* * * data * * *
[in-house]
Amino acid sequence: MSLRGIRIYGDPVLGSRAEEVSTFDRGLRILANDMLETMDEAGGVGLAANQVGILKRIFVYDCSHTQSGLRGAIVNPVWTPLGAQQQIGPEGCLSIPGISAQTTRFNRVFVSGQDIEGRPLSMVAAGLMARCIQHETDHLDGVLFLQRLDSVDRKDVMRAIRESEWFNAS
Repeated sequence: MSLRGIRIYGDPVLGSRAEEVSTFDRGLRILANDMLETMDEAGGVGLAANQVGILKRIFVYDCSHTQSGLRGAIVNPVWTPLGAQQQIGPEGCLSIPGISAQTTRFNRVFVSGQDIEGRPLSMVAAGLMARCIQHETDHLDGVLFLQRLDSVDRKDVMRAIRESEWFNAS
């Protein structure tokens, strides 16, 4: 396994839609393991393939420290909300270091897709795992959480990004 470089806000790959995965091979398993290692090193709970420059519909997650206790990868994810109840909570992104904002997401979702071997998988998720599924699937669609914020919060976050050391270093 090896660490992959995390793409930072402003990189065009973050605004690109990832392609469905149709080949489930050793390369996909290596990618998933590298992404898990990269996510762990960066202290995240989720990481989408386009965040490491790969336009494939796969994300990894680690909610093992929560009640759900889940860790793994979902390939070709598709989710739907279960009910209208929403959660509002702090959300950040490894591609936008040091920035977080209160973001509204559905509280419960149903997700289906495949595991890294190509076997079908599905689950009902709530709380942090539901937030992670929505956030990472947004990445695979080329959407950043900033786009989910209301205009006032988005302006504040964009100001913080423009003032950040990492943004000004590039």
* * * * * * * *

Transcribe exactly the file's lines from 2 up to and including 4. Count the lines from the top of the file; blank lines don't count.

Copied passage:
Amino acid sequence: MSLRGIRIYGDPVLGSRAEEVSTFDRGLRILANDMLETMDEAGGVGLAANQVGILKRIFVYDCSHTQSGLRGAIVNPVWTPLGAQQQIGPEGCLSIPGISAQTTRFNRVFVSGQDIEGRPLSMVAAGLMARCIQHETDHLDGVLFLQRLDSVDRKDVMRAIRESEWFNAS
Repeated sequence: MSLRGIRIYGDPVLGSRAEEVSTFDRGLRILANDMLETMDEAGGVGLAANQVGILKRIFVYDCSHTQSGLRGAIVNPVWTPLGAQQQIGPEGCLSIPGISAQTTRFNRVFVSGQDIEGRPLSMVAAGLMARCIQHETDHLDGVLFLQRLDSVDRKDVMRAIRESEWFNAS
């Protein structure tokens, strides 16, 4: 396994839609393991393939420290909300270091897709795992959480990004 470089806000790959995965091979398993290692090193709970420059519909997650206790990868994810109840909570992104904002997401979702071997998988998720599924699937669609914020919060976050050391270093 090896660490992959995390793409930072402003990189065009973050605004690109990832392609469905149709080949489930050793390369996909290596990618998933590298992404898990990269996510762990960066202290995240989720990481989408386009965040490491790969336009494939796969994300990894680690909610093992929560009640759900889940860790793994979902390939070709598709989710739907279960009910209208929403959660509002702090959300950040490894591609936008040091920035977080209160973001509204559905509280419960149903997700289906495949595991890294190509076997079908599905689950009902709530709380942090539901937030992670929505956030990472947004990445695979080329959407950043900033786009989910209301205009006032988005302006504040964009100001913080423009003032950040990492943004000004590039």